"Rewriting the Myths, Redefining the Realities"
I began school in the fall of 1947 in Troy,
Missouri, a small rural community north of St. Louis. As nearly as I
could determine I was the only child in the class of 50 who was a
person with a disability. I have been blind since birth. In the next
several years a few children with disabilities joined the student
body at my school. There was a girl who used a wheelchair, two
children who we would now recognize as having developmental
disabilities, a boy with a heart condition, and a girl with juvenile
diabetes. In the half century since I was a child, the educational
and societal understanding of what constitutes a person with a
disability has changed dramatically. Persons with disabilities have
made great progress toward full acceptance and participation in our
schools, economy, and political institutions, but this progress has
brought a greater awareness of how large the disability community
is. Many who were not identified as persons with disabilities are,
in today's world, clearly defined as a person with a disabling
condition, and many of them are struggling.
A half century ago many persons with disabilities were institutionalized. My grandmother spoke of a neighbor who "went crazy." She was taken to the State Mental Hospital in Fulton, where she lived out the rest of her life. An adolescent who could not read committed petty crimes and was sentenced to the Youth Reformatory in Booneville. A foster child who was raised by my grandmother was a drifter. Occasionally he came to visit. He called himself a "bum" and we felt sorry for him. We now understand all of these individuals to be persons with disabilities. In the past they were hidden in our institutions, prisons, or among the more honorable class of the homeless created by the Great Depression, but now they are less hidden and present us with a practical and moral challenge.
Estimates suggest that from one-third to one-half of the current homeless population are persons with disabilities. Professionals working in the criminal justice system have told me that from 10% to 80% of today's inmates have disabilities. As we age, we develop a variety of disabilities. Medical science is saving the lives of newborn children, persons who are traumatically injured, and older persons who previously would have died. In many cases these individuals live with serious disabling conditions. There are new or previously undiagnosed people living with disabilities including crack babies, those born with fetal alcohol syndrome, and persons with AIDS. We are just learning about Attention Deficit Disorder, (ADD). Approximately ten percent of our children are diagnosed with a disability, but only two to three percent of them have traditional disabling conditions. Another group of persons suffer severe reactions to chemicals in the environment. How do we respond to this wide array of conditions that until recently were not even known? They place strains on our human services network, financial resources, and capacity to accept and understand the limitations with which others must live their lives.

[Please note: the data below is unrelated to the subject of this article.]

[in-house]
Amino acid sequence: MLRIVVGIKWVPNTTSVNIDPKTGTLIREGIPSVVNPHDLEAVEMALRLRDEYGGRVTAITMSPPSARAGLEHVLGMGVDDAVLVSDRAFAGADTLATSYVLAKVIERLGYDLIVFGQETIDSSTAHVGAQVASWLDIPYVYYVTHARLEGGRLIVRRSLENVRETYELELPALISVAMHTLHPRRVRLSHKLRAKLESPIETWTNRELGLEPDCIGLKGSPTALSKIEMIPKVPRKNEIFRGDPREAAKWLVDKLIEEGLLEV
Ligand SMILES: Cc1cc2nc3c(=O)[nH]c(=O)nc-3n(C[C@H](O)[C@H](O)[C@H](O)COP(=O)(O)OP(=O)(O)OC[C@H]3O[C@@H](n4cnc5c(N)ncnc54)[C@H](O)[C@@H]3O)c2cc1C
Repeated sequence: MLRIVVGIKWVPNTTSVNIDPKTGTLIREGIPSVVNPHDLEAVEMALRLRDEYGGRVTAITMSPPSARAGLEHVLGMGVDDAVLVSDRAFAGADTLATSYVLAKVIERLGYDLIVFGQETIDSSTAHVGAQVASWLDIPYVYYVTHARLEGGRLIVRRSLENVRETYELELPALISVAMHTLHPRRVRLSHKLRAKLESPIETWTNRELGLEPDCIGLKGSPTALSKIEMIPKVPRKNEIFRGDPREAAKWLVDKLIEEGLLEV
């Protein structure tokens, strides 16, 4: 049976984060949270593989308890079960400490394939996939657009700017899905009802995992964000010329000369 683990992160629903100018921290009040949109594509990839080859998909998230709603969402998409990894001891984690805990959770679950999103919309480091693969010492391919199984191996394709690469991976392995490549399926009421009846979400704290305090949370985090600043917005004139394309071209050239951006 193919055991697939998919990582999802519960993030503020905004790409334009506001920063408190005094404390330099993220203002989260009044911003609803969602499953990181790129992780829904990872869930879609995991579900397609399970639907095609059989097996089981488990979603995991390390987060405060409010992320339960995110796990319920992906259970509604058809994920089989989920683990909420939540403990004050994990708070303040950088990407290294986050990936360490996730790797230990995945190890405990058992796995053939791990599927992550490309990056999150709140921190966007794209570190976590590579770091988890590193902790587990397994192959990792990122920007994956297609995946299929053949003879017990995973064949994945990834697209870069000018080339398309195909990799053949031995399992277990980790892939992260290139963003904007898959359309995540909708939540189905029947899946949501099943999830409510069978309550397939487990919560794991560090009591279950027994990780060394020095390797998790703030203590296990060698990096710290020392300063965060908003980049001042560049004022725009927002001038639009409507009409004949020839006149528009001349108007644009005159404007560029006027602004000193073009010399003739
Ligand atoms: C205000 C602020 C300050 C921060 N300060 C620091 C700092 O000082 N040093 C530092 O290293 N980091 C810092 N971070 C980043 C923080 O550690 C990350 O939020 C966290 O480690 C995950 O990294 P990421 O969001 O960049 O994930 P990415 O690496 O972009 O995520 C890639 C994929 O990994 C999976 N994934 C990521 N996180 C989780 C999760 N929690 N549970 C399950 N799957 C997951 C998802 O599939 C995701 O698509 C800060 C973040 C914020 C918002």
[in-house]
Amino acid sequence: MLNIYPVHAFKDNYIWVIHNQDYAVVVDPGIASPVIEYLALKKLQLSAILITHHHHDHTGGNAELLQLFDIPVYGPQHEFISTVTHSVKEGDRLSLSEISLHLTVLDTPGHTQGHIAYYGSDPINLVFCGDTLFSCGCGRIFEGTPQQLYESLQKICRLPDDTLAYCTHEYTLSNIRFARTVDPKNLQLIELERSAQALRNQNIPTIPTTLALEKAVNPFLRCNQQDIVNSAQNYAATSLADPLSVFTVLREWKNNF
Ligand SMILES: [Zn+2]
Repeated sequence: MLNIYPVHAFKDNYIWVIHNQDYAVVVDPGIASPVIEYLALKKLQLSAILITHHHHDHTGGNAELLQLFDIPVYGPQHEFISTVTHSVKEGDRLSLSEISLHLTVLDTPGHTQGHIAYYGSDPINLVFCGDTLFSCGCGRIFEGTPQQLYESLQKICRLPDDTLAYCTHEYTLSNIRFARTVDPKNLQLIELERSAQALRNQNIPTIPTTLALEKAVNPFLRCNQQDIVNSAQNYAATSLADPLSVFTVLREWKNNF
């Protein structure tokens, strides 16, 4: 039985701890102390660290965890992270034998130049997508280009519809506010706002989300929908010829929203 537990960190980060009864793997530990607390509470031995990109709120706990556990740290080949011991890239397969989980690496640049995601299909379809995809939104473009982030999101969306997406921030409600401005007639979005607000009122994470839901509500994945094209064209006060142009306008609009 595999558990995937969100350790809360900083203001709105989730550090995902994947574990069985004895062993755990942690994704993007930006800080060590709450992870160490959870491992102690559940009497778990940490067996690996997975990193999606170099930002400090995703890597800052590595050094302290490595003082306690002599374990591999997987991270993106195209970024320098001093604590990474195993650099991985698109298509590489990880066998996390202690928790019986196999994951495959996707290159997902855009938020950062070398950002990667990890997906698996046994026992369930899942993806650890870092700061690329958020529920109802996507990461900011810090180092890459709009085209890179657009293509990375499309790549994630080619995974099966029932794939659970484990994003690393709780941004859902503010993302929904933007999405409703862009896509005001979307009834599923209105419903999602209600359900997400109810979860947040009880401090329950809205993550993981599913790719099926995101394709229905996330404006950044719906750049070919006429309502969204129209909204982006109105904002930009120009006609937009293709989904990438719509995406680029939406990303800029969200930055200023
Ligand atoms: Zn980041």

The response that is needed is difficult. In many cases it will be expensive. We are being asked to consider and have compassion for persons who may be hard to understand and harder still to care about. Yet it may be costly to ignore them. People with mental illness can be dangerous to themselves and occasionally to others, when they live on the streets without adequate support services. We need community programs that are adequately funded to provide the support that these suffering persons require. The medications that keep persons with AIDS alive are expensive, but should they be left to die? Elders need care to remain independent. Children with learning disabilities, behavioral disorders and attention disorders need skilled teachers to help them develop to their full potential. Persons with developmental disabilities need the support that will permit them to live a meaningful life. Providing for all these needs is difficult, especially now when our economy is doing poorly and our government sector is in crisis; yet we trust that things will improve, and we need to be prepared to face-up to the challenge presented by the millions of Americans who need our help.
A few years ago a young man went on a shooting binge in Denver. Before he took his own life, he killed a policeman with a young family. As the story emerged, we learned that this destructive man grew up in a high achieving family. High expectations were placed on him, but he could not meet them. He could not learn to read. A well-meaning adult relative tried to help him learn. The relative spent a year working with this boy, but he did not learn to read. He became progressively more frustrated and alienated, until he destroyed his own and another man's life.
The pain that exists in the world inhabited by this new disability community amazes me. They are not the successful blind man or the accomplished deaf woman. They do not work, or serve on a committee. They are among the most impoverished and alienated in our society and they are our parents, brothers and sisters, and children. They are not strangers. They are our family.
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Copyright 2002 A&H Publishing Corporation